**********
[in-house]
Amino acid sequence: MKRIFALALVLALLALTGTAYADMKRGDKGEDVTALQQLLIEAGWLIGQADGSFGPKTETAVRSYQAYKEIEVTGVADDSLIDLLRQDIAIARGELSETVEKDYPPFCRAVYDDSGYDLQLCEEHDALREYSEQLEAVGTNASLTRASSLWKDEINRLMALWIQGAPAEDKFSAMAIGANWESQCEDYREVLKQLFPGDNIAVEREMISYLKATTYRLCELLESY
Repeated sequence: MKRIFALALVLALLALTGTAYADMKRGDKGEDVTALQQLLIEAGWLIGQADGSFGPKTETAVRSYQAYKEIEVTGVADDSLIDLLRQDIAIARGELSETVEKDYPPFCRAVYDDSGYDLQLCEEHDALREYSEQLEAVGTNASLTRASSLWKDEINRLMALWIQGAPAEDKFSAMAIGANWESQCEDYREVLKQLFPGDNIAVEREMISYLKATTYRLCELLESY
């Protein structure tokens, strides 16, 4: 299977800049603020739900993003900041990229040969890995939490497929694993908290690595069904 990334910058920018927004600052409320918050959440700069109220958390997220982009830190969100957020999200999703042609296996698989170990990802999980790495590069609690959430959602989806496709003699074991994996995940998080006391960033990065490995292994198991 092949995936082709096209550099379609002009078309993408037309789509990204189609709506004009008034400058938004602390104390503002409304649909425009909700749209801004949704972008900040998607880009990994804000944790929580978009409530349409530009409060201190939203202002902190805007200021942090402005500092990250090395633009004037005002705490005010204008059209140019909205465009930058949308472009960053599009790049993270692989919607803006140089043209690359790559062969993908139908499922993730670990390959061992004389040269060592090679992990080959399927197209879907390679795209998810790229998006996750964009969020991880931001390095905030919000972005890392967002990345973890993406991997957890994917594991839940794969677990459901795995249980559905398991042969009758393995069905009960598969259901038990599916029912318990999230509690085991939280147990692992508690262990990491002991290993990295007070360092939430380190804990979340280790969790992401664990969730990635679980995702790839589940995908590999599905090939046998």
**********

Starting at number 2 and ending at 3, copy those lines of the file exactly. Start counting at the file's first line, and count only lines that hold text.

Amino acid sequence: MKRIFALALVLALLALTGTAYADMKRGDKGEDVTALQQLLIEAGWLIGQADGSFGPKTETAVRSYQAYKEIEVTGVADDSLIDLLRQDIAIARGELSETVEKDYPPFCRAVYDDSGYDLQLCEEHDALREYSEQLEAVGTNASLTRASSLWKDEINRLMALWIQGAPAEDKFSAMAIGANWESQCEDYREVLKQLFPGDNIAVEREMISYLKATTYRLCELLESY
Repeated sequence: MKRIFALALVLALLALTGTAYADMKRGDKGEDVTALQQLLIEAGWLIGQADGSFGPKTETAVRSYQAYKEIEVTGVADDSLIDLLRQDIAIARGELSETVEKDYPPFCRAVYDDSGYDLQLCEEHDALREYSEQLEAVGTNASLTRASSLWKDEINRLMALWIQGAPAEDKFSAMAIGANWESQCEDYREVLKQLFPGDNIAVEREMISYLKATTYRLCELLESY